03 Jun Saint Clotilda
Today is the feast day of Saint Clotilda. Ora pro nobis.
Clotilda was born probably at Lyons, c. 474. She was the daughter of Caretena and Chilperic, the Catholic King of Burgundy, domain of the Germanic tribe which had entered the southeastern region of ancient France in the fifth century; Chilperic had succeeded his father in that royalty.
After the death of King Gundovic (Gundioch), the Kingdom of Burgundy had been divided among his four sons, Chilperic reigning at Lyons, Gondebad at Vienne, and Godegisil at Geneva; Gondemar's capital is not mentioned. Chilperic and probably Godegisil were Catholics, while Gondebad professed Arianism. Clotilda was given a religious training by her mother Caretena, who, according to Sidonius Apollinaris and Fortunatus of Poitiers, was a remarkable woman. After the death of Chilperic, Caretena seems to have made her home with Godegisil at Geneva, where her other daughter, Sedeleuba, or Chrona, founded the church of Saint-Victor, and took the religious habit.
Clotilda's almsgiving at the portico of a church was well known, however, and provided an opportunity for an ambassador of Clovis to present the king's suit, thereby giving to Christian France a history not less captivating than the Old Testament history of Abraham's trusted servant's mission to Mesopotamia to obtain a wife for Isaac. The messenger went to her there with the king's request, and offered her a ring as his pledge; she accepted, and left her own with the envoy in exchange. Thus Clovis I, victorious king of the Franks, gained his suit; the reservation was made by Clotilda, however, that she could only marry a Christian. The ambassador from Clovis, a Roman nobleman in his service, then presented to her uncle the demand that the fiancee of his master be delivered to him to be taken to Clovis. For fear of a war, her uncle consented. In this way did prayer obtain for the young king, not yet Christian but who was the hope of the oppressed Catholics, the Queen destined to become the spiritual mother of the Catholic kingdom of France.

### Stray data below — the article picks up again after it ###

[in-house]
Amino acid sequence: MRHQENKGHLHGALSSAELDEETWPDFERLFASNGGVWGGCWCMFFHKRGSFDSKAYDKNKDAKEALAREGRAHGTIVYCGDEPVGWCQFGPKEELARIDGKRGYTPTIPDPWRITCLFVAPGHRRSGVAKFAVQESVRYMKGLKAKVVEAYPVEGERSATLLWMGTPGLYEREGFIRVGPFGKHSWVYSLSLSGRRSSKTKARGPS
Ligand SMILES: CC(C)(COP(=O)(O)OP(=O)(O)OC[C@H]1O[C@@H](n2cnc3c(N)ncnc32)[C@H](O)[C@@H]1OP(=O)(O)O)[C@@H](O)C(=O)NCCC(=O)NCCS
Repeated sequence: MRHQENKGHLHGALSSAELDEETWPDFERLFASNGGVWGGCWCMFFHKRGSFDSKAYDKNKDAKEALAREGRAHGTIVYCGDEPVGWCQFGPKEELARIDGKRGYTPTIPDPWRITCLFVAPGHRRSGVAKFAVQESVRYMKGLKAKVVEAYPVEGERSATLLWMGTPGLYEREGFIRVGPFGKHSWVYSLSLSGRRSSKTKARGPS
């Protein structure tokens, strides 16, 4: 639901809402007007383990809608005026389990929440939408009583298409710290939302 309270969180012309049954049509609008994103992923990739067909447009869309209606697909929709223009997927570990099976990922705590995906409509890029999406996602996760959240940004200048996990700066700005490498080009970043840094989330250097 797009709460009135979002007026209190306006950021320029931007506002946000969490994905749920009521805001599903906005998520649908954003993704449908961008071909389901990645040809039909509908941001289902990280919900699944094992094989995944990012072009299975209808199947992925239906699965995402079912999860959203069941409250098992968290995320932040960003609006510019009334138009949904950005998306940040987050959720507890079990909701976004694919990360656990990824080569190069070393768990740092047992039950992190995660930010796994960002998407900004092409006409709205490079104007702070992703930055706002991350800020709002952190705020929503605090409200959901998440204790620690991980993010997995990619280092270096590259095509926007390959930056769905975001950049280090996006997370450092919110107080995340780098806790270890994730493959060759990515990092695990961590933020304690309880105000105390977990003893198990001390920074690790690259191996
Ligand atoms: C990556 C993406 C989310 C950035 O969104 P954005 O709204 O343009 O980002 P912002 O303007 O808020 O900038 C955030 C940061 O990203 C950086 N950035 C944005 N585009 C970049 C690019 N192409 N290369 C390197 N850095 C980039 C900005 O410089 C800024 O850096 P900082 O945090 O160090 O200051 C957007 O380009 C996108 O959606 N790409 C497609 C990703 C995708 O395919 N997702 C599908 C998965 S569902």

Clovis' fear of giving offense to his people made him delay his conversion. Nonetheless, Saint Clotilda honored her royal husband, studied to sweeten his warlike temper by Christian gentleness, and conformed herself to his humor in matters which were indifferent. And the better to gain his affections, she made whatever she knew most pleased him, the subject of her conversation and interest. When she saw she had won his heart, she did not defer the great work of endeavoring to win him to God.
She availed herself to exhort him to embrace the Catholic Faith. For a long time her efforts were fruitless, though the king permitted the baptism of Ingomir, their first son. The child died in his infancy which seemed to give Clovis an argument against the God of Clotilda, but notwithstanding this, the young queen again obtained the consent of her husband to the baptism of their second son, Clodomir. Thus the future of Catholicism was already assured in the Frankish Kingdom. Clovis himself was soon afterwards converted under highly dramatic circumstances, and was baptized at Reims by St. Remigius, in 496 (see CLOVIS). Thus Clotildas accomplished the mission assigned her by Providence; she was made the instrument in the conversion of a great people, who were to be for centuries the leaders of Catholic civilization.